How could ministers cling to their monopoly of accountability to Parliament via outdated models of ministerial responsibility, in respect of semi-autonomous agencies that would wish to operate at an arms length from ministerial control. It was and is difficult to avoid involvement of ministers because they monitor agencies, thus have a close eye on operations and also a degree of influence. Next Steps left the doctrine of ministerial responsibility largely unaltered. It follows that a minister wishes the agency to work in a way to suit them. The nature of this problem was especially applicable to the prison service due to its political sensitivity.

Such areas will always remain at high risk of intervention. Even more so since the prison service is one with close links to civil liberties, a vote winner for government. Thus it was tempting for Howard to intervene in the system, of significant importance in any political arena.

Ministers are always likely to become too involved in politically sensitive areas. The lines of responsibility remain blurred as operational and policy questions merge. Passing the buck and unwillingness to accept responsibility when things go wrong means the public loses faith in the institutions. Fewer high calibre people from the private sector would wish to run public agencies

Systems must address the issue of accountability more effectively. The Woolf Report provided the agency change background for the prison service but Morgan’s analysis of such independent status as 'providing flexibility/freedom and enhancing accountability' was excessively optimistic. Learmont officially concluded that the blame stopped short of Howard, but did find much room for improvement. Questions remained over the appropriateness of Sir John Learmont’s suitability to head the enquiry given a military background. Lewis had never dealt with this type of operation before, but did make notable achievements in some areas. Problems arose in separating himself from policy decisions affecting him.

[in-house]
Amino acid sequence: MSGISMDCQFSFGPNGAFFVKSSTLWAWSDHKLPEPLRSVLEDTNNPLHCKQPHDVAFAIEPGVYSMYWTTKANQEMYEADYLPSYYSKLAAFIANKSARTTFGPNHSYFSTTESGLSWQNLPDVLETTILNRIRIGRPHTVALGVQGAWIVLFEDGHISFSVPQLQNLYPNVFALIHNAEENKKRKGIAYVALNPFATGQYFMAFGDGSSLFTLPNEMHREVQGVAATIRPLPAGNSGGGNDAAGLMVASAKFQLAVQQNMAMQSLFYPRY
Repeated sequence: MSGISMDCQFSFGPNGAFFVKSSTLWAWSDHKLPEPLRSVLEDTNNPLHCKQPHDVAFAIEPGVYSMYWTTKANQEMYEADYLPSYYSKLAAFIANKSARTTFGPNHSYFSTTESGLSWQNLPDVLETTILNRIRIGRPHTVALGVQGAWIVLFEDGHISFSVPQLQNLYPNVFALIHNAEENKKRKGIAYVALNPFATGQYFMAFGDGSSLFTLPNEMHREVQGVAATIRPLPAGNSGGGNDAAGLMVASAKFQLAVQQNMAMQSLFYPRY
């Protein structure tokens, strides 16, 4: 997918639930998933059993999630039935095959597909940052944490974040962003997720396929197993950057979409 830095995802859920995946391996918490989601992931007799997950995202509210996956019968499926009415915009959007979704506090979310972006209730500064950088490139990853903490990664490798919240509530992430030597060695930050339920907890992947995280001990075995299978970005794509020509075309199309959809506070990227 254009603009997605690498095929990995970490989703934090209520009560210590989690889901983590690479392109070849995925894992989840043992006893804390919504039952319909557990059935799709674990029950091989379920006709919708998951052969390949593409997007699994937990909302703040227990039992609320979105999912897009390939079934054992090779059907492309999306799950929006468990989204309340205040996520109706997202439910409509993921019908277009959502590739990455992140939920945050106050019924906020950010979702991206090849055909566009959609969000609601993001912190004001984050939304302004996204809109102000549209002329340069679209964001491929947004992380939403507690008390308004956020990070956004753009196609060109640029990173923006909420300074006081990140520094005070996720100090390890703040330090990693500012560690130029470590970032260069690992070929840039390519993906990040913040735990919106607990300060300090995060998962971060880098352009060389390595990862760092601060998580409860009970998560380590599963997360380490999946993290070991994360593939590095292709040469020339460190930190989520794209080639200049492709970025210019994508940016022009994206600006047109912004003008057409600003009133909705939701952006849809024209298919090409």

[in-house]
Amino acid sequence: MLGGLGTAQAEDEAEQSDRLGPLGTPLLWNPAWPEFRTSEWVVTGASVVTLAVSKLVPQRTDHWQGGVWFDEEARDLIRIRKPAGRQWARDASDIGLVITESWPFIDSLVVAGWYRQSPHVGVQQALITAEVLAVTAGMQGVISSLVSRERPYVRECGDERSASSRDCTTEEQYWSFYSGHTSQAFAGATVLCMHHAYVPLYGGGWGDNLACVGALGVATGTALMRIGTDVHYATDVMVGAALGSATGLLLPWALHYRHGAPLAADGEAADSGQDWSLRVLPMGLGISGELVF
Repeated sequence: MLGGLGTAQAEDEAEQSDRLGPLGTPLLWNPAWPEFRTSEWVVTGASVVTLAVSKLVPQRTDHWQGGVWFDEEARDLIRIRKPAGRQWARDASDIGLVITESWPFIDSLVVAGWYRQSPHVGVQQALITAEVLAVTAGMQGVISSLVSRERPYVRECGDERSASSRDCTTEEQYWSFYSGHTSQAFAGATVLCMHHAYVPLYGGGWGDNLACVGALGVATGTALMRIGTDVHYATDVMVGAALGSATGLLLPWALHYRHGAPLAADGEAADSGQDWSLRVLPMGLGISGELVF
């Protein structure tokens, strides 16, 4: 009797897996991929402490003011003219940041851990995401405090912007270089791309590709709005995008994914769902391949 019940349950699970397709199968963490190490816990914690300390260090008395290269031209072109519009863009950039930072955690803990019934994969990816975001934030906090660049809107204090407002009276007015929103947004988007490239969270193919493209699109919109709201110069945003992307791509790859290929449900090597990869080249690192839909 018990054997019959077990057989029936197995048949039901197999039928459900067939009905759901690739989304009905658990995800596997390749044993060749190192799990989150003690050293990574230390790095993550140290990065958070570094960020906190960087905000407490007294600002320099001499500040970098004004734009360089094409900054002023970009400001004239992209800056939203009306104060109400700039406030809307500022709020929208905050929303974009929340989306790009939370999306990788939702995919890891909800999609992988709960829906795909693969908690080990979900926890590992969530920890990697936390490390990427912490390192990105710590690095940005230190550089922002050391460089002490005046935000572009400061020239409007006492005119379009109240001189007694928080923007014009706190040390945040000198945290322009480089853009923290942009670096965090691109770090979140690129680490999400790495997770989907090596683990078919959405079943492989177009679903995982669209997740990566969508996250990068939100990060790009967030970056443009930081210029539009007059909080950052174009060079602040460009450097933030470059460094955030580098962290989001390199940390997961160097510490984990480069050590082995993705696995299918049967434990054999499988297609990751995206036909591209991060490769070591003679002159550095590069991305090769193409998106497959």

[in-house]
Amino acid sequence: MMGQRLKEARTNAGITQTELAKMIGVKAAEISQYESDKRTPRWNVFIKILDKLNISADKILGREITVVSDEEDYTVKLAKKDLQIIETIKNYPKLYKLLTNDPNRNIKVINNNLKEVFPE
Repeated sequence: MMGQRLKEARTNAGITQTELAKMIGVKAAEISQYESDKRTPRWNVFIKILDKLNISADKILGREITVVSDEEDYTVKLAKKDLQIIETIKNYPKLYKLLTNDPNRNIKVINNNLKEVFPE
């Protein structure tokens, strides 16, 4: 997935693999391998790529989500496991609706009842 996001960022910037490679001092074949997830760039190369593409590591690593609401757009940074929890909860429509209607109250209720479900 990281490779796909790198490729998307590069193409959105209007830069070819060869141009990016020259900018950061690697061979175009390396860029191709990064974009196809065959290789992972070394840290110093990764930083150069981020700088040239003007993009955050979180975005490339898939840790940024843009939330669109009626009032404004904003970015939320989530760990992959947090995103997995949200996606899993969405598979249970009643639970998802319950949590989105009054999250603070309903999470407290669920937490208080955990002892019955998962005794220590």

The experience showed that separating policy from operations is good in theory but doesn’t correlate effectively or ideally with the constitution of the United Kingdom. The system was troubled by ministerial responsibility existing as part of an unwritten constitution.

The apparently flawed Next Steps management restructuring philosophy may have worked better were agency heads genuine political appointments fully answerable to MP’s and the public, and liable to be removed on a change of government. This would have addressed some questions of responsibility and possibly altered the scapegoat philosophy.

However this may not have suited British administrative ideology. It would have raised new issues of accountability to parliament and to the people. Woolf talked of giving power back to the prisons but this was no longer a realistic possibility or a legitimate expectation. The contractual underpinning of relationships is suggested as specifying what should be done and the money to do it; much like the framework document. This was close to recommending agency status, but did not specifically say so. Where Government wanted to take charge, it must also have taken responsibility.